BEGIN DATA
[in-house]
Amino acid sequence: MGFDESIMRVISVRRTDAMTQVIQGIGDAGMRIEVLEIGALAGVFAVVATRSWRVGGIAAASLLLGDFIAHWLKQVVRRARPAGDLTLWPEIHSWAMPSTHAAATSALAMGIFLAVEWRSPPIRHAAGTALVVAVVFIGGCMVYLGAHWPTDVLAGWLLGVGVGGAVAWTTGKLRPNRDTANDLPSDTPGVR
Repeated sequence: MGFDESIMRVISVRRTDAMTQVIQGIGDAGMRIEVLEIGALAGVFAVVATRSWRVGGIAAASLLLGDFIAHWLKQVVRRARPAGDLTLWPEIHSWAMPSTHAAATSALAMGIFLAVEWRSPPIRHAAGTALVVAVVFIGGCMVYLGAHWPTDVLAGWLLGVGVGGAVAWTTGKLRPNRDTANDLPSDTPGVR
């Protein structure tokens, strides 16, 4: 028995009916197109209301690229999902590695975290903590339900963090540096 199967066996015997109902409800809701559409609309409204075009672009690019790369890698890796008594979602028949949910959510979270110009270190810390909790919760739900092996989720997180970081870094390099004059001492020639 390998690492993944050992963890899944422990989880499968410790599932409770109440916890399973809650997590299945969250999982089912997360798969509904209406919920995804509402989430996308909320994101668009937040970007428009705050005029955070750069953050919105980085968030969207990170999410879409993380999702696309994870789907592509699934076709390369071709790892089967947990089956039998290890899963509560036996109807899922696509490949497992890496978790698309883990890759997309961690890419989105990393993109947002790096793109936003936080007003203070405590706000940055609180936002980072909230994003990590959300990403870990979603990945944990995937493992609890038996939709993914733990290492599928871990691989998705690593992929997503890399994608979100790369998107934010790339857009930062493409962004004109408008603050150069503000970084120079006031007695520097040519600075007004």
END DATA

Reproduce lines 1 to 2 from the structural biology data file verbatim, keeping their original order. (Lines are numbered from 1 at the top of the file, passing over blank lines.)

[in-house]
Amino acid sequence: MGFDESIMRVISVRRTDAMTQVIQGIGDAGMRIEVLEIGALAGVFAVVATRSWRVGGIAAASLLLGDFIAHWLKQVVRRARPAGDLTLWPEIHSWAMPSTHAAATSALAMGIFLAVEWRSPPIRHAAGTALVVAVVFIGGCMVYLGAHWPTDVLAGWLLGVGVGGAVAWTTGKLRPNRDTANDLPSDTPGVR